– Another great strategy is to add a 10% to 20% discount if paid in full at the time of signing (we prefer to call it a reduced fee). Getting paid in advance will enable you to better forecast your business income and have the peace of mind that your bills are paid so you can focus on what matters most: doing the best work you can.

4. Don’t forget to include the payment method

PayPal is a good way since it’s easy and instant(unless sending an eCheck). Moreover, many online invoice services integrate with the system, increasing the convenience factor. The only problem with PayPal is that it’s expensive. You will have a cut between 3.5% and 4% on your revenue.

TIP: when calculating the project cost, remember to include Paypal’s fees.

– Check is an alternative because most banks won’t charge extra fees.

– Bank transfer is another good method. Usually is convenient for both parties as nowadays most people are comfortable with online banking. The bank transfer usually costs for both the sender and the recipient. The cost varies from bank to bank, and also depends on whether it is local or international transfer. For international transfers, an excellent service is TransferWise, that charges low fees.

5. Write an effective Invoice

Your invoice should specify a 5% to 10% penalty for late payments. If you don’t get paid on time, at least you can amortize some losses.

6. Send reminders

Even good customers forget to pay; they have other things to do, other bills to pay and like everyone else, they can forget.

– Send a reminder three days before payment.

– After one week, if you haven’t gotten paid or didn’t get any word from the client, send a friendly reminder.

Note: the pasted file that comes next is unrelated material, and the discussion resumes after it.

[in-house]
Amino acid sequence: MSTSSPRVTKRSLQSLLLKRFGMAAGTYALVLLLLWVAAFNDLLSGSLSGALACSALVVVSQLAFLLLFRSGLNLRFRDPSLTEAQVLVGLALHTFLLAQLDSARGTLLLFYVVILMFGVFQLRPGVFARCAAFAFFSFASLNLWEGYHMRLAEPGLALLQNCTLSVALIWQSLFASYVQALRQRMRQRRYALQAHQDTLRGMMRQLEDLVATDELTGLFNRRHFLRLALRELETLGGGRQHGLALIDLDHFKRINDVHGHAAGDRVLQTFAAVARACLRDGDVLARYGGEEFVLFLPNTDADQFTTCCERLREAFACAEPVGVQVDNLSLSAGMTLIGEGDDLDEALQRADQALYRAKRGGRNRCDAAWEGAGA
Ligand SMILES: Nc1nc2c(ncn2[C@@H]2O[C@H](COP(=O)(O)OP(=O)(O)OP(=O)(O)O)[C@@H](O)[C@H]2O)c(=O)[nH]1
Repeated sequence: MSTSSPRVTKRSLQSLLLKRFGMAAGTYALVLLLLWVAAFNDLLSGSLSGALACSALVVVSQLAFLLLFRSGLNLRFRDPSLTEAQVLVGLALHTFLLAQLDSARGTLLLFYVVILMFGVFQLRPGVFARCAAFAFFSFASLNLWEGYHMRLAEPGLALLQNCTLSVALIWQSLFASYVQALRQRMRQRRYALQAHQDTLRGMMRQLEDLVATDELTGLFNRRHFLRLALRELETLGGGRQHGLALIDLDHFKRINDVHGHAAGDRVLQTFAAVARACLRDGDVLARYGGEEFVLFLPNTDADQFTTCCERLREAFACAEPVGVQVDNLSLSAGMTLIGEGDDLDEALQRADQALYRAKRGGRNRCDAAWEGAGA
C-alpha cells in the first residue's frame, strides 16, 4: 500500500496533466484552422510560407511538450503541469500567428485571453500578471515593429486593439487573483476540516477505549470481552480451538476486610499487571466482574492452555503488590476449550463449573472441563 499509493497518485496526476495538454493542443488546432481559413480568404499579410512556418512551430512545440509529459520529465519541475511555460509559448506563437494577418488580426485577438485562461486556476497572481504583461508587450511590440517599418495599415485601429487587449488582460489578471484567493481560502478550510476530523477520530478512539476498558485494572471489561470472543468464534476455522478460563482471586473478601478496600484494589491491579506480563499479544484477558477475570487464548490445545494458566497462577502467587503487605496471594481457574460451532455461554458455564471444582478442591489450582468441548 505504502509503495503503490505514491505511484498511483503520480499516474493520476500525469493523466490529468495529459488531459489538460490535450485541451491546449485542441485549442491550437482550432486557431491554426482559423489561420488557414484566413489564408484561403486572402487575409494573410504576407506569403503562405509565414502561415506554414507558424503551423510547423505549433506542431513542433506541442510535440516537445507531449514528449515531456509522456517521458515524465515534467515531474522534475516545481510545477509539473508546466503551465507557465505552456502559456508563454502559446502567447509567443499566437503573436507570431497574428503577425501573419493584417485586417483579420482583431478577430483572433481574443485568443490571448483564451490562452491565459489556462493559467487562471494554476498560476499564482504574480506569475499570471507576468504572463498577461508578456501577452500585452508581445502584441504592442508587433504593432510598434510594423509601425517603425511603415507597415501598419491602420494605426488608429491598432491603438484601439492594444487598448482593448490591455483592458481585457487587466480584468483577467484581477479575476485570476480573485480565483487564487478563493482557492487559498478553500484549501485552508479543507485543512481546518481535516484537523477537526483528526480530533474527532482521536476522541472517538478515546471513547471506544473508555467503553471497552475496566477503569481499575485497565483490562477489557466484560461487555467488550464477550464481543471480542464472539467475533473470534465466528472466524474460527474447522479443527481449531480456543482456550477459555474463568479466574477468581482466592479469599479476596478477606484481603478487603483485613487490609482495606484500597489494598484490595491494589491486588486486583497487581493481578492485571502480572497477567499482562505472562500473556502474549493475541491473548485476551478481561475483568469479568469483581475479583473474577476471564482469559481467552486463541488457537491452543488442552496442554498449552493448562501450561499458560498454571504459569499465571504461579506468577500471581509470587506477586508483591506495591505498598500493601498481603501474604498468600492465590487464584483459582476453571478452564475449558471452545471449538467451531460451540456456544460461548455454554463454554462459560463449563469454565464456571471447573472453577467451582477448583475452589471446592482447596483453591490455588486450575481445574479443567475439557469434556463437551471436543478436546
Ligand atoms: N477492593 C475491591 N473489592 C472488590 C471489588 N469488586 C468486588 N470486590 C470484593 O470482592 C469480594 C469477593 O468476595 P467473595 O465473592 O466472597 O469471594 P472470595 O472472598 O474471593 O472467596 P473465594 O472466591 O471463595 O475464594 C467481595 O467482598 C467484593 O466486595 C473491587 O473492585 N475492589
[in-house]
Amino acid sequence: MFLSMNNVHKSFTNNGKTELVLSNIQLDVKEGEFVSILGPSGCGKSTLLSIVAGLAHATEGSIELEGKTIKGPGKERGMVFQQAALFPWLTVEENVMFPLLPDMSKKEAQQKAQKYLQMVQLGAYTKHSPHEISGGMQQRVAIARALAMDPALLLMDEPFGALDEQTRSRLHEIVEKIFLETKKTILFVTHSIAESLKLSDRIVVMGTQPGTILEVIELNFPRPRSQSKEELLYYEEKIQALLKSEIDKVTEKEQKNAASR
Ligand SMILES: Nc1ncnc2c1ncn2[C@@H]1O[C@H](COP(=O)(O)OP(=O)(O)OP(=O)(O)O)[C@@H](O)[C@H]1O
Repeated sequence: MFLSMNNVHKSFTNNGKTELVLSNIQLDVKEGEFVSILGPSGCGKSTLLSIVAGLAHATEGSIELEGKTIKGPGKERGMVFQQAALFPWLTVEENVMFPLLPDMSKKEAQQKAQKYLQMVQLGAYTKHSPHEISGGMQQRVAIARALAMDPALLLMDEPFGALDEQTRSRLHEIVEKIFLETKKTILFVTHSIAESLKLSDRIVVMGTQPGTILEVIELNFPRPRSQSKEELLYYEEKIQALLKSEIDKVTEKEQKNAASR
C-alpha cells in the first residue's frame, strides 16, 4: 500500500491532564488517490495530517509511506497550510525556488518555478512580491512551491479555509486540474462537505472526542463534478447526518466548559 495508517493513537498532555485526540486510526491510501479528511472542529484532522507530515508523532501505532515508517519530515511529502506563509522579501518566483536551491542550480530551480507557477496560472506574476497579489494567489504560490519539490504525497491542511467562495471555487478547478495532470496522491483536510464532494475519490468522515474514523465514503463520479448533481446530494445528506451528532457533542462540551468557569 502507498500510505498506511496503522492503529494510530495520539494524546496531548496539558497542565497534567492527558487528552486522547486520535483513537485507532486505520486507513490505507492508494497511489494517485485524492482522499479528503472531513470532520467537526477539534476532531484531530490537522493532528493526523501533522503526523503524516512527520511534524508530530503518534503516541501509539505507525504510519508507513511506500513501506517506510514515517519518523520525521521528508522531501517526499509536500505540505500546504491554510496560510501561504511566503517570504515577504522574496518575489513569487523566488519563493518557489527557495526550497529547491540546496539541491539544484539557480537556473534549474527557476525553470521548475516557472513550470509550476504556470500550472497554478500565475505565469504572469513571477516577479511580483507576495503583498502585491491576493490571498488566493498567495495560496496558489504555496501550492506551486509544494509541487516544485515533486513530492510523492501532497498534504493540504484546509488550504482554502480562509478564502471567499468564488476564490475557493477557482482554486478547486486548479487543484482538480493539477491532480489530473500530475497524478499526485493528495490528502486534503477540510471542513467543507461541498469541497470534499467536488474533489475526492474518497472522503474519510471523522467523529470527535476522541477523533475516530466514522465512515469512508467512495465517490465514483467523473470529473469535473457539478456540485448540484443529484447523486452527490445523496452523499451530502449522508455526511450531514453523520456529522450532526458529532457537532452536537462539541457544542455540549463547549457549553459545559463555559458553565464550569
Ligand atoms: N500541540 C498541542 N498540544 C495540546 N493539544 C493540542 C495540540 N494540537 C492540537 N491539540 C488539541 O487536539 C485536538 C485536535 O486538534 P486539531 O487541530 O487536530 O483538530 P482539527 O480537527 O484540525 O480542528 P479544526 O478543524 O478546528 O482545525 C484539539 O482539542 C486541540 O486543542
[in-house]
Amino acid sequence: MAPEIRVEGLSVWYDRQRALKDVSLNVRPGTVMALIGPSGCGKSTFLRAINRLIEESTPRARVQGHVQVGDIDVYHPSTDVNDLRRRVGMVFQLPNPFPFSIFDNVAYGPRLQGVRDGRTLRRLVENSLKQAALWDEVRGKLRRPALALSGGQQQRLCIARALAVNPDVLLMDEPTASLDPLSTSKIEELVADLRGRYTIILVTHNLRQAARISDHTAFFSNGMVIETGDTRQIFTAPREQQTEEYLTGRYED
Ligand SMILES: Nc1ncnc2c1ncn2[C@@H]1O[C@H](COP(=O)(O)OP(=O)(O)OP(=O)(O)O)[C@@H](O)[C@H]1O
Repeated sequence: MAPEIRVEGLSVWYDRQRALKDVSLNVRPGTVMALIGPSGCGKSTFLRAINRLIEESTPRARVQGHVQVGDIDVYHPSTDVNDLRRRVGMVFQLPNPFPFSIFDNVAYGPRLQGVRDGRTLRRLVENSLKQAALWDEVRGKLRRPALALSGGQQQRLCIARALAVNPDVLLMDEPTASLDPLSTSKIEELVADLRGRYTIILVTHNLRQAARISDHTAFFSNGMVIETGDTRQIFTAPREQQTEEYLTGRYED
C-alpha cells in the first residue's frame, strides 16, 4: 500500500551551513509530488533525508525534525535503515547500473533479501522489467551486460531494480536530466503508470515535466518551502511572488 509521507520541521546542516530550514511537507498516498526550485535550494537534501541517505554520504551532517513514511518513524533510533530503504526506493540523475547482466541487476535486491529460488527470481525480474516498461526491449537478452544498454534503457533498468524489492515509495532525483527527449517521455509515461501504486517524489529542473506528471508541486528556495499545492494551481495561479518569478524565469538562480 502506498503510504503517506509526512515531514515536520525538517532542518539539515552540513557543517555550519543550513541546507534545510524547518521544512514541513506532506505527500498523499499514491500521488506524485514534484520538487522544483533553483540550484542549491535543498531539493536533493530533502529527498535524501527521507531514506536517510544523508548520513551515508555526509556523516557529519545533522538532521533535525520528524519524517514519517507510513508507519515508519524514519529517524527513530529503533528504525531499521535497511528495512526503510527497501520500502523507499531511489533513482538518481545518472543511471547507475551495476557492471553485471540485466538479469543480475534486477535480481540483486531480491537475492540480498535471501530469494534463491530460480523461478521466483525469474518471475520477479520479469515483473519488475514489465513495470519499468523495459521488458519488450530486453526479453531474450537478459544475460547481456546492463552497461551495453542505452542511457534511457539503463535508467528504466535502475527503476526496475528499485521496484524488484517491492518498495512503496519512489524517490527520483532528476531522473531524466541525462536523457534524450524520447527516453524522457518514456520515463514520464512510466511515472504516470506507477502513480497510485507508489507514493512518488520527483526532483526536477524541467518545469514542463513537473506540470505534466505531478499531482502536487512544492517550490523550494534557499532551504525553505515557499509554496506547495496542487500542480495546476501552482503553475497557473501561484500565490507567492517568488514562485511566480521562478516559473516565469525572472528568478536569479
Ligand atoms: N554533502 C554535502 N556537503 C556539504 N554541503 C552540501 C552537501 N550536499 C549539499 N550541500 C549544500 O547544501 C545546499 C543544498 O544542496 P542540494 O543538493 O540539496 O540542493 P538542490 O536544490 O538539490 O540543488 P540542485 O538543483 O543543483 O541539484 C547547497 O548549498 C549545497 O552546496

– Two weeks after, send another reminder and call the customer.

– After a month, you should start to worry. Call a lawyer. Don’t have one? Consider hiring one, as every freelancer should have a lawyer. Unfortunately, for some people, one thing is having a freelancer asking for his money. Another is a lawyer demanding his client’s payment. Most people will understand you’re not joking, and pay you. Oh, humans.

TIP: If a lawyer is out-of-budget for you, join a union or a local design association – probably you can find cheaper help.

And last but not least,

7. Get paid on time or… be prepared for the injury:

Did you know that retailers, banks and other sectors of the economy, include a fee on the price of their products to cover possible losses caused by various unforeseen events, including defaults?

You should do the same to avoid injuries.


Oh, and by now you should be needing some music to help you work happily and be more productive, right? We curated this special playlist so you only have to press play.

Being a designer doesn't necessarily mean having an unstable finance situation. Always get paid, and get paid on time with this Designer's Business Guide.

Roberto Simões

Growth-driven designer and entrepreneur. He believes that good design is conversion-driven; therefore, it has to be data-informed, as well be intelligible, engaging, and delightful. He loves branding; he is obsessed with marketing and product design. Mindfulness practitioner and music lover, he's always trying to increase his productivity.